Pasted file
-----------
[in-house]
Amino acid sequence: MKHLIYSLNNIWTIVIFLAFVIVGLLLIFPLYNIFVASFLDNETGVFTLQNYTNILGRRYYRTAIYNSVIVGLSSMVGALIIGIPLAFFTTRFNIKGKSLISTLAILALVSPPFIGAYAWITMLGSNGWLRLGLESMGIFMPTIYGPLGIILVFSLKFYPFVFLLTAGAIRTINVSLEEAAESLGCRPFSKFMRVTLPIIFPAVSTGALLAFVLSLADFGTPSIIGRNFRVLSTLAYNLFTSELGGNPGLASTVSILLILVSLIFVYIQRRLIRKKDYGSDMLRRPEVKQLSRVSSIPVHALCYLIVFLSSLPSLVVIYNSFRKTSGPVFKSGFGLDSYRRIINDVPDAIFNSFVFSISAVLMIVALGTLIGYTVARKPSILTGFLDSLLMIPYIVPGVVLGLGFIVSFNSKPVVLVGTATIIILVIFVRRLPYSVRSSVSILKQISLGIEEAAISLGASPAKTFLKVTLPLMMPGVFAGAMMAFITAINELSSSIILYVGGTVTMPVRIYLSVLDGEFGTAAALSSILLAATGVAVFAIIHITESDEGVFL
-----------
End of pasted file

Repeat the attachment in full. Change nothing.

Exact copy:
[in-house]
Amino acid sequence: MKHLIYSLNNIWTIVIFLAFVIVGLLLIFPLYNIFVASFLDNETGVFTLQNYTNILGRRYYRTAIYNSVIVGLSSMVGALIIGIPLAFFTTRFNIKGKSLISTLAILALVSPPFIGAYAWITMLGSNGWLRLGLESMGIFMPTIYGPLGIILVFSLKFYPFVFLLTAGAIRTINVSLEEAAESLGCRPFSKFMRVTLPIIFPAVSTGALLAFVLSLADFGTPSIIGRNFRVLSTLAYNLFTSELGGNPGLASTVSILLILVSLIFVYIQRRLIRKKDYGSDMLRRPEVKQLSRVSSIPVHALCYLIVFLSSLPSLVVIYNSFRKTSGPVFKSGFGLDSYRRIINDVPDAIFNSFVFSISAVLMIVALGTLIGYTVARKPSILTGFLDSLLMIPYIVPGVVLGLGFIVSFNSKPVVLVGTATIIILVIFVRRLPYSVRSSVSILKQISLGIEEAAISLGASPAKTFLKVTLPLMMPGVFAGAMMAFITAINELSSSIILYVGGTVTMPVRIYLSVLDGEFGTAAALSSILLAATGVAVFAIIHITESDEGVFL